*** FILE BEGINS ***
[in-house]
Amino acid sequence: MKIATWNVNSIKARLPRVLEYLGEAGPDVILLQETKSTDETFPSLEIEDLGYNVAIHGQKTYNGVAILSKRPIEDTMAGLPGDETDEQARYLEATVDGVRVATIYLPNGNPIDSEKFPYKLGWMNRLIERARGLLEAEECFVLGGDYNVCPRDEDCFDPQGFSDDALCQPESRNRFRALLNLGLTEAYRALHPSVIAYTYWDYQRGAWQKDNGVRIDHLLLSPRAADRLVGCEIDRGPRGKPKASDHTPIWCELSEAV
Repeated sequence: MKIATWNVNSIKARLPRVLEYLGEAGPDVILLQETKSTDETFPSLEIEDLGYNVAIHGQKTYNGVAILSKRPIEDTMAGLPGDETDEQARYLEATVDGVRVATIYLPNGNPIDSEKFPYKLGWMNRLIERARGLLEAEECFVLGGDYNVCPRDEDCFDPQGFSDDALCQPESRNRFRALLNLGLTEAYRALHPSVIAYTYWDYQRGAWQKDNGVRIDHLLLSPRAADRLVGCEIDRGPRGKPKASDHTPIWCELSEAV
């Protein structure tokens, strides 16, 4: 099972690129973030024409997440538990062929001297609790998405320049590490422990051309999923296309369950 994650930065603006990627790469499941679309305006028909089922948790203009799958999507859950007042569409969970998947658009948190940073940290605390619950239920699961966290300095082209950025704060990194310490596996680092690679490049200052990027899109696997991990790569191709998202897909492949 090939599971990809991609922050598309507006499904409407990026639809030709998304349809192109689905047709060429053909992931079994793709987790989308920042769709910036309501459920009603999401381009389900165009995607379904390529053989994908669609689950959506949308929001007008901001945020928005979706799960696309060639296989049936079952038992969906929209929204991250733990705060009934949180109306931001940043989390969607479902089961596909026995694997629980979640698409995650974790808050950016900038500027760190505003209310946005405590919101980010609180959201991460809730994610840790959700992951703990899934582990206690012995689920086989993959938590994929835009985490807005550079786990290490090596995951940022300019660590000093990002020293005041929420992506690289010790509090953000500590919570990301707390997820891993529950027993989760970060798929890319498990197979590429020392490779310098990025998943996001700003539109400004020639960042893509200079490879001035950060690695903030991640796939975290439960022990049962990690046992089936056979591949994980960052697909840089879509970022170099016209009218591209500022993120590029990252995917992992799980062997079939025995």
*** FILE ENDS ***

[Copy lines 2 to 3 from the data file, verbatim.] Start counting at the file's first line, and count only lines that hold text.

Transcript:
Amino acid sequence: MKIATWNVNSIKARLPRVLEYLGEAGPDVILLQETKSTDETFPSLEIEDLGYNVAIHGQKTYNGVAILSKRPIEDTMAGLPGDETDEQARYLEATVDGVRVATIYLPNGNPIDSEKFPYKLGWMNRLIERARGLLEAEECFVLGGDYNVCPRDEDCFDPQGFSDDALCQPESRNRFRALLNLGLTEAYRALHPSVIAYTYWDYQRGAWQKDNGVRIDHLLLSPRAADRLVGCEIDRGPRGKPKASDHTPIWCELSEAV
Repeated sequence: MKIATWNVNSIKARLPRVLEYLGEAGPDVILLQETKSTDETFPSLEIEDLGYNVAIHGQKTYNGVAILSKRPIEDTMAGLPGDETDEQARYLEATVDGVRVATIYLPNGNPIDSEKFPYKLGWMNRLIERARGLLEAEECFVLGGDYNVCPRDEDCFDPQGFSDDALCQPESRNRFRALLNLGLTEAYRALHPSVIAYTYWDYQRGAWQKDNGVRIDHLLLSPRAADRLVGCEIDRGPRGKPKASDHTPIWCELSEAV